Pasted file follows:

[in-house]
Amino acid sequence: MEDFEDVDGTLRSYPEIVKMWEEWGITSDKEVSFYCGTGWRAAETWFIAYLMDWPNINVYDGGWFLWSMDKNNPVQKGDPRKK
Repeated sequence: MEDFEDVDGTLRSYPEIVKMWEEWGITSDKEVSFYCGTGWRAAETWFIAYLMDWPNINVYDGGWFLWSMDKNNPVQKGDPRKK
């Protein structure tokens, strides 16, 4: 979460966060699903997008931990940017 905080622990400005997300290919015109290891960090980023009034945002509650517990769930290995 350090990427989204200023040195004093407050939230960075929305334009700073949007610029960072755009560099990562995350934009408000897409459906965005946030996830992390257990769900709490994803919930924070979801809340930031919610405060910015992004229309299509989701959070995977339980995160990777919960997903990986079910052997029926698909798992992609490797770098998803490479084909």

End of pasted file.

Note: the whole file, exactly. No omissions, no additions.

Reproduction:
[in-house]
Amino acid sequence: MEDFEDVDGTLRSYPEIVKMWEEWGITSDKEVSFYCGTGWRAAETWFIAYLMDWPNINVYDGGWFLWSMDKNNPVQKGDPRKK
Repeated sequence: MEDFEDVDGTLRSYPEIVKMWEEWGITSDKEVSFYCGTGWRAAETWFIAYLMDWPNINVYDGGWFLWSMDKNNPVQKGDPRKK
């Protein structure tokens, strides 16, 4: 979460966060699903997008931990940017 905080622990400005997300290919015109290891960090980023009034945002509650517990769930290995 350090990427989204200023040195004093407050939230960075929305334009700073949007610029960072755009560099990562995350934009408000897409459906965005946030996830992390257990769900709490994803919930924070979801809340930031919610405060910015992004229309299509989701959070995977339980995160990777919960997903990986079910052997029926698909798992992609490797770098998803490479084909």